This is part of the secret that we mentioned last month (see this post). Now, if you quickly flitted back to that post, you’ve probably figured out our secret plans. If not, stay tuned, and you’ll find out tomorrow. But, whether you’ve figured out our secret or not, let’s scratch out some custard and churn some ice cream.
This recipe came from Ample Hills Creamery, by Brian Smith and Jackie Cuscuna, and was just one of the many interesting-sounding recipes for ice cream (and other treats) from which to choose. We selected this particular recipe based on the number of egg yolks. Yep, the number of egg yolks. This one takes six for a quart of ice cream, which, while the most of any recipe in the book, it was the closest to a French-style ice cream. Basically, rich, creamy, dreamy, with a billion calories per scoop.
Obviously, if you’re making ice cream and not buying it, you want it to taste outstanding, so use the best ingredients you can find. Preferably organic cream, since it won’t have thickeners and won’t have been ultra-pasteurized. Same advice goes for the milk. And the eggs, of course, are from those happy free-range hens, so your ice cream will taste the best it can.
As an aside, we apologize for the dearth of pictures. It’s always difficult (and dangerous) to take pictures around hot sugar and while making custard. Things need to happen when they need to happen and they just won’t wait.
Procedure in detail:
Mise en place. Separate the eggs. Measure out the cream and milk. Put the sugar in the pan. Cut off the 1/2 stick of butter. Get out a thermometer. Get everything ready so you can make this. It’s not hard, but it will require attention and care.
Melt sugar. Place the pan of sugar over medium-high heat, and, using a heatproof rubber spatula, stir. At first it’s seem as if nothing’s happening, but then you’ll notice trickles of melted sugar on the bottom. Keep stirring until it’s completely melted and smooth, then remove spatula.
Wait. Let the sugar cook, without stirring, until it begin to smoke. Not a lot of smoke, just a wisp. It will happen very soon, so pay attention, or you’ll have a blackened mess in your pan. At the first sign of smoke, start counting. When you reach ten, take it off the heat.
Stir in butter. Carefully stir the butter into the hot sugar. It’s very hot, probably over 350°F, and sticky. Meaning it will make a nasty burn if any splatters on you. We know. Trust us. Keep stirring until the butter melts and the mixture is smooth.
Add salt. Sprinkle on the salt, and stir it into the caramel.
Add cream. Slowly pour the cream into the sugar mixture while stirring. Again, be very careful, as the sugar is still very hot, which will make the cream boil in an instant, releasing steam which will burn you. We know. Trust us. Mix in the cream until smooth. If there are a few lumps where the caramel has hardened, either on the spoon or the pan, don’t worry, it’ll dissolve as we progress.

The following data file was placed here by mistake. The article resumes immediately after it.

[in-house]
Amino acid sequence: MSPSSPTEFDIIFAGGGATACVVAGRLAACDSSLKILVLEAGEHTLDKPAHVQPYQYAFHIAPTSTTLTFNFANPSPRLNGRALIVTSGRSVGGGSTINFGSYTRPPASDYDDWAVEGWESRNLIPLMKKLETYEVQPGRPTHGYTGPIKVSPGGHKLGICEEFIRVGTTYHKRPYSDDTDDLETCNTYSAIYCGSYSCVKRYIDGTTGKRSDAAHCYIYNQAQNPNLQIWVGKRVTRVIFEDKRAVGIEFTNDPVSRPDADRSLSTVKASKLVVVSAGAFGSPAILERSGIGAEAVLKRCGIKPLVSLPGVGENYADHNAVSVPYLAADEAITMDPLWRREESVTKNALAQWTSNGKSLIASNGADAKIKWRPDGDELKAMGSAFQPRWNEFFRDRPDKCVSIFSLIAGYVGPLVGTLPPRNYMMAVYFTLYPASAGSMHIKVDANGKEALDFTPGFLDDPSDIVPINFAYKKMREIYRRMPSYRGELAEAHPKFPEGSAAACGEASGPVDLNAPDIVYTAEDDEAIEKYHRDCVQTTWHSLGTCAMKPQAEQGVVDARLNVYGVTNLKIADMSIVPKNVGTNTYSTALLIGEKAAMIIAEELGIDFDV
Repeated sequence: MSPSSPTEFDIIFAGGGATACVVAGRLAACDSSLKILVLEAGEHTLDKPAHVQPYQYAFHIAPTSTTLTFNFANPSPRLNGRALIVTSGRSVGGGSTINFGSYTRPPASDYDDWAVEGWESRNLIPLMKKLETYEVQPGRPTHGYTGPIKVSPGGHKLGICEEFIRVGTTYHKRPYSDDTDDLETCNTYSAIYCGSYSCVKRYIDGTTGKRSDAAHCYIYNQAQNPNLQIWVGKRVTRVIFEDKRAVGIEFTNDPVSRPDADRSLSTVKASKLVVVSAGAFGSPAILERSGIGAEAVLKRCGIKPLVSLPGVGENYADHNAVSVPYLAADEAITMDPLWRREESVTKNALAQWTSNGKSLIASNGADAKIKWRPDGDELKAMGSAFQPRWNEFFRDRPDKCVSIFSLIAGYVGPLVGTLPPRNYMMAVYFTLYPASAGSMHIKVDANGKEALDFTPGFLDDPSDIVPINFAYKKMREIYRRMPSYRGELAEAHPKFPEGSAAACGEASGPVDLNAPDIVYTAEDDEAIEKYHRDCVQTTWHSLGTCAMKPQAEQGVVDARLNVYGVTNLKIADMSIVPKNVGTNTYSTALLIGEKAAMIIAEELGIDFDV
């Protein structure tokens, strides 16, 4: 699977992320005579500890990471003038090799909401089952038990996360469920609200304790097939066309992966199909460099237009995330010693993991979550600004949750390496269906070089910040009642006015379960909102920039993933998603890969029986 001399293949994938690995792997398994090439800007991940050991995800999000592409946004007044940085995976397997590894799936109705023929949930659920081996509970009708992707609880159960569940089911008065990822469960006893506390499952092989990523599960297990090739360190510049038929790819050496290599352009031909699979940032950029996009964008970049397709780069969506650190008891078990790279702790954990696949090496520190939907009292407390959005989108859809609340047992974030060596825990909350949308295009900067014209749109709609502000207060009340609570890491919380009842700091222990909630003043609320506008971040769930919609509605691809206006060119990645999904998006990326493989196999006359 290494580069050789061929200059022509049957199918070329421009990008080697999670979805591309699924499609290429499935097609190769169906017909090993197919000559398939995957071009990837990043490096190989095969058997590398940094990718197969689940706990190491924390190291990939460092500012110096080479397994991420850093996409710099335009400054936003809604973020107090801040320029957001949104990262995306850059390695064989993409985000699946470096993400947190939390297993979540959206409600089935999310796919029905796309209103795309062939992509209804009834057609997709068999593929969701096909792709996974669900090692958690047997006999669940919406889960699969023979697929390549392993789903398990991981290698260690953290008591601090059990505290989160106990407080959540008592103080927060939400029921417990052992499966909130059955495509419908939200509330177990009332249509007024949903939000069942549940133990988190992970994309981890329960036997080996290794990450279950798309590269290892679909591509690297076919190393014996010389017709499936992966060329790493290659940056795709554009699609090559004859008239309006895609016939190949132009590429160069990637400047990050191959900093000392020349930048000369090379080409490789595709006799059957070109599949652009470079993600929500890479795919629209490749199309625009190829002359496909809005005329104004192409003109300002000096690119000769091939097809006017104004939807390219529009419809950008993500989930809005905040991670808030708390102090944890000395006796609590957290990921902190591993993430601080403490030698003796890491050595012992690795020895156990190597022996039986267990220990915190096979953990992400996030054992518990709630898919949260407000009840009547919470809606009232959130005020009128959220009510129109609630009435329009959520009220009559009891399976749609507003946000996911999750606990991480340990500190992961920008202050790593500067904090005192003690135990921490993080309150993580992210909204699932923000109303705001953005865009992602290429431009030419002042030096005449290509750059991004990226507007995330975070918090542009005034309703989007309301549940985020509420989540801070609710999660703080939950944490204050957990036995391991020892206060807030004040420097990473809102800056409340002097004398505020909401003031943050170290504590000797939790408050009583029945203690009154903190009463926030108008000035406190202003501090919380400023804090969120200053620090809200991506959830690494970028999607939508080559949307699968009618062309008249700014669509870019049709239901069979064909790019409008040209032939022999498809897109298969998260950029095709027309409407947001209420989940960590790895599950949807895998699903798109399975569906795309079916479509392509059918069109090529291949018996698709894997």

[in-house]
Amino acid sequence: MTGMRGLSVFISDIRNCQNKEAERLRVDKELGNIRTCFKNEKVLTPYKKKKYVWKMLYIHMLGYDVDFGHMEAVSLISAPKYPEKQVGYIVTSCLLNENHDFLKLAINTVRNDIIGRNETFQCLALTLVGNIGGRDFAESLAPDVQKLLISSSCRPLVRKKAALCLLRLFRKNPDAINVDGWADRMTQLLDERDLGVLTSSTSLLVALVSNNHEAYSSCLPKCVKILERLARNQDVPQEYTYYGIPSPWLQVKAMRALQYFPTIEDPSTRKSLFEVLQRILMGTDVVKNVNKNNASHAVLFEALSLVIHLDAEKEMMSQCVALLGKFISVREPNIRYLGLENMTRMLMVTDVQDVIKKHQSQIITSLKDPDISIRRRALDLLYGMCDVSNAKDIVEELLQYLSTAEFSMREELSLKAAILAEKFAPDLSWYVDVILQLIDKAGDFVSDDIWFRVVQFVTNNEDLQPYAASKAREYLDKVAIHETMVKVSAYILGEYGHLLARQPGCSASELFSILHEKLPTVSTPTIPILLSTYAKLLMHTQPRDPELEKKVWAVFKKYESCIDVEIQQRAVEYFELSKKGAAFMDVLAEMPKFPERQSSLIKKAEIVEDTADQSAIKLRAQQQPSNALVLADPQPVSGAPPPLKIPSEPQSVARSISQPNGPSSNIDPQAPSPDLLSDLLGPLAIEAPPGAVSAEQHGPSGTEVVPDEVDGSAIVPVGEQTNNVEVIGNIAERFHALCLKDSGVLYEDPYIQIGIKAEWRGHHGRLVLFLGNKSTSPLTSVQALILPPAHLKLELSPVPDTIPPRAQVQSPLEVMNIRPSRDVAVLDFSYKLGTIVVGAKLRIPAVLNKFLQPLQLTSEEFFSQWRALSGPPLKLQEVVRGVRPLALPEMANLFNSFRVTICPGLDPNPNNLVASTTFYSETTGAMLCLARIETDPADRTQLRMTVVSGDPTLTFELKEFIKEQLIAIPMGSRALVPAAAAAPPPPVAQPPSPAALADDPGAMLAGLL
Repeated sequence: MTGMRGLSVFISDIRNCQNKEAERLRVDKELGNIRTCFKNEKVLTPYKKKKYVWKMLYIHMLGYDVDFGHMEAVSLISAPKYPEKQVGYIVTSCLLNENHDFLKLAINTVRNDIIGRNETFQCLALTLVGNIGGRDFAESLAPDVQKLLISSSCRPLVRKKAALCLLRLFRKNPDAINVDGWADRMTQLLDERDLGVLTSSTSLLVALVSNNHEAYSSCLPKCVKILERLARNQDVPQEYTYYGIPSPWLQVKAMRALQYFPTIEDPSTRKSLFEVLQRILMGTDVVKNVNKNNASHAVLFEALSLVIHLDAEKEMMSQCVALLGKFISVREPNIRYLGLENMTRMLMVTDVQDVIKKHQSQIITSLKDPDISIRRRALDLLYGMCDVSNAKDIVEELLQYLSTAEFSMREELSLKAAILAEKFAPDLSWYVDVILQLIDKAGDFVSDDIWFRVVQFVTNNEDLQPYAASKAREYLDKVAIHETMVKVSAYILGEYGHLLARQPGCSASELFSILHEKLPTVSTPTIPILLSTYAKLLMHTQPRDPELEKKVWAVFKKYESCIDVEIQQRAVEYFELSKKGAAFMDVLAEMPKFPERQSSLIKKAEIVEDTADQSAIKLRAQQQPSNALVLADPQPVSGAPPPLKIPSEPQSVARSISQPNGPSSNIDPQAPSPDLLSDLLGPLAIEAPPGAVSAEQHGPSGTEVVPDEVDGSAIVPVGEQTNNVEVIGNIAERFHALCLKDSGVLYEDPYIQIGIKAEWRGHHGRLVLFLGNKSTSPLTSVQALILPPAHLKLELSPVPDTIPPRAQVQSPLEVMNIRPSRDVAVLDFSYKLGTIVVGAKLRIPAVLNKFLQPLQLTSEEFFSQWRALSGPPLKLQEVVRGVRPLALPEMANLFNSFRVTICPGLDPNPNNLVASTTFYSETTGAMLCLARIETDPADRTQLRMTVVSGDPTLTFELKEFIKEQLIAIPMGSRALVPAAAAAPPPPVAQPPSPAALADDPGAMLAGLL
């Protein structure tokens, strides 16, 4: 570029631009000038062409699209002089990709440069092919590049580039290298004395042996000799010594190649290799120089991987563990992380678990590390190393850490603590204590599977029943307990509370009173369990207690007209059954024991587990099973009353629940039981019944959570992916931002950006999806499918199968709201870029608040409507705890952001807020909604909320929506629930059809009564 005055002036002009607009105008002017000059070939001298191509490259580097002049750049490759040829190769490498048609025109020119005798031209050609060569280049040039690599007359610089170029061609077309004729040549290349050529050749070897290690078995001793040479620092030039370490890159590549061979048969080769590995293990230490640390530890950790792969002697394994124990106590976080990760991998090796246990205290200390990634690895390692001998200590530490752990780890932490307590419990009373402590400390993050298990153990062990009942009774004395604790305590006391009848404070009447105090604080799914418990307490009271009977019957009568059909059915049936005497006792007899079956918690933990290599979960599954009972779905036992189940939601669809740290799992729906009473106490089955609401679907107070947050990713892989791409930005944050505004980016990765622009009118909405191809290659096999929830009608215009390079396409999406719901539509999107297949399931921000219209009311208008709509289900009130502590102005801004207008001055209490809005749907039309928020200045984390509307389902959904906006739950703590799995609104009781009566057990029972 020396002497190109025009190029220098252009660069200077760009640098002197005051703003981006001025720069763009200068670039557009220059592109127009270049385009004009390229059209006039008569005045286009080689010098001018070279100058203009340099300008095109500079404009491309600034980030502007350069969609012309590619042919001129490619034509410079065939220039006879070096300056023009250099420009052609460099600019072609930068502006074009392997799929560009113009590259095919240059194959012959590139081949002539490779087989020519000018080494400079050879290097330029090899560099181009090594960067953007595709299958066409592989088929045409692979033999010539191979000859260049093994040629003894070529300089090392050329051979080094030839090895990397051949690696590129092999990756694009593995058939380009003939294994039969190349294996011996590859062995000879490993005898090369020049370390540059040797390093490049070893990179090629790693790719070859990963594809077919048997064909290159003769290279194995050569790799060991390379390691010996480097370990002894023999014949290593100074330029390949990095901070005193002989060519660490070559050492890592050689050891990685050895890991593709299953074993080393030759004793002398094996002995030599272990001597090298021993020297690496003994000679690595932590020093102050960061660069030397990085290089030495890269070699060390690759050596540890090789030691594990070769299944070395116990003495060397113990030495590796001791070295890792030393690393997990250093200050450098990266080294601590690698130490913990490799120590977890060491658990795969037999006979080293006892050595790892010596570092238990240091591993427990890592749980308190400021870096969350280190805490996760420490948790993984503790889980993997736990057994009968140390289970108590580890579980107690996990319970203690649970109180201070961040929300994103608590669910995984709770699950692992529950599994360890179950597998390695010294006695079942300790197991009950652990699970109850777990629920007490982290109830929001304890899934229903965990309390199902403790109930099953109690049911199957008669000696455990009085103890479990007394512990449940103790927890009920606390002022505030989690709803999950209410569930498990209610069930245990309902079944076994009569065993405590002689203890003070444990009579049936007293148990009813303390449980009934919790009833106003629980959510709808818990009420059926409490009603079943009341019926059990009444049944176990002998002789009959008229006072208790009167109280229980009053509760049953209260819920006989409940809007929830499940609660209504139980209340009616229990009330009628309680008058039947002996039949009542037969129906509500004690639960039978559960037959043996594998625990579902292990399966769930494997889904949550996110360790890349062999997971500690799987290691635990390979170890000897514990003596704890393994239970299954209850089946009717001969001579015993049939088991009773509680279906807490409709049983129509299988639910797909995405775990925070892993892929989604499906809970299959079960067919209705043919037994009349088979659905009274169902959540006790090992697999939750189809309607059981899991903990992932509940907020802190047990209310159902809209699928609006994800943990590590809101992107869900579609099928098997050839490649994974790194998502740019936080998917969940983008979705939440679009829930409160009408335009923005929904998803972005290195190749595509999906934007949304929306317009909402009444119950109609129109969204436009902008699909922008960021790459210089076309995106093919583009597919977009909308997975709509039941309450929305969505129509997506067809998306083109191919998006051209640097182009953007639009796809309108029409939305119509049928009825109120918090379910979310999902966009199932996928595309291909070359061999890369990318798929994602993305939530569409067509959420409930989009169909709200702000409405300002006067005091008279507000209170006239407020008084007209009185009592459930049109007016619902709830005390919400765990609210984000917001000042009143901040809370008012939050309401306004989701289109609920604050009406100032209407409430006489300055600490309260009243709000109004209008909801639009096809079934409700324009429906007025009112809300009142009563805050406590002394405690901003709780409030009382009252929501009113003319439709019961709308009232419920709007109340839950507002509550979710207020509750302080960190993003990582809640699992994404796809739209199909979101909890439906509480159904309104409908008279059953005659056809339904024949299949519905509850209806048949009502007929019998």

Add milk. By now, the caramel will be cooled enough so it’ll be less dangerous when you add the milk; it shouldn’t spatter. So, pour in the milk and stir until the mixture is a uniform caramel color.
Heat. Place the pan back on the stove, this time over medium-low heat, and cook, stirring continuously, until the temperature is 110°F, about 10 minutes. Remove from heat.
Temper eggs. Give the egg yolks a quick whisking so they’re smooth, then, while whisking rapidly, slowly, ever so slowly, pour in about a cup of hot liquid. If possible, start out with just a few drops of the hot liquid and gradually increase the amount. You don’t need to measure the amount of liquid added as it isn’t critical. What is critical is to heat the egg yolks without cooking them. Once you’ve added about a cup of hot liquid to the eggs, pour the egg mixture into the pan.
Cook custard. Place the custard mix back over medium-low heat and cook, stirring continuously, until the custard thickens, about 30-40 minutes. The temperature should be around 180°F. Remove from heat.
Add vanilla. The original recipe didn’t call for vanilla, but when we tasted the custard, we thought that was a great loss. So, add a teaspoon of vanilla extract and stir it in.
Chill. If you wish, you can strain the custard through a fine mesh sieve into a bowl set in ice. This will ensure that the custard and your ice cream won’t have any little bits of caramel to interrupt that super creamy deliciousness; plus, your custard will chill rapidly. We just poured ours into a bowl, covered it with plastic wrap, and put it in the coldest part of the refrigerator. Every 30 minutes or so, we gave it a stir until it was quite cold. Let the custard chill overnight.
Churn. Set up your ice cream maker and churn according to the manufacturer’s directions.
Pack. Once churned, either pack so it can freeze solid, or serve as soft serve ice cream.
This is a pretty good ice cream (well, all ice cream is good, right?), but we think it might be a little too sweet for our tastes. Plus, it’s very rich. Very. We can’t see how anyone could eat more than a scoop. At least, one scoop was enough for us. It did have a good caramel flavor, but, if anything, it could have used just a touch more salt for contrast. Still, we think Salted Caramel Ice Cream is better than anything you’ll find at a store, so five stars.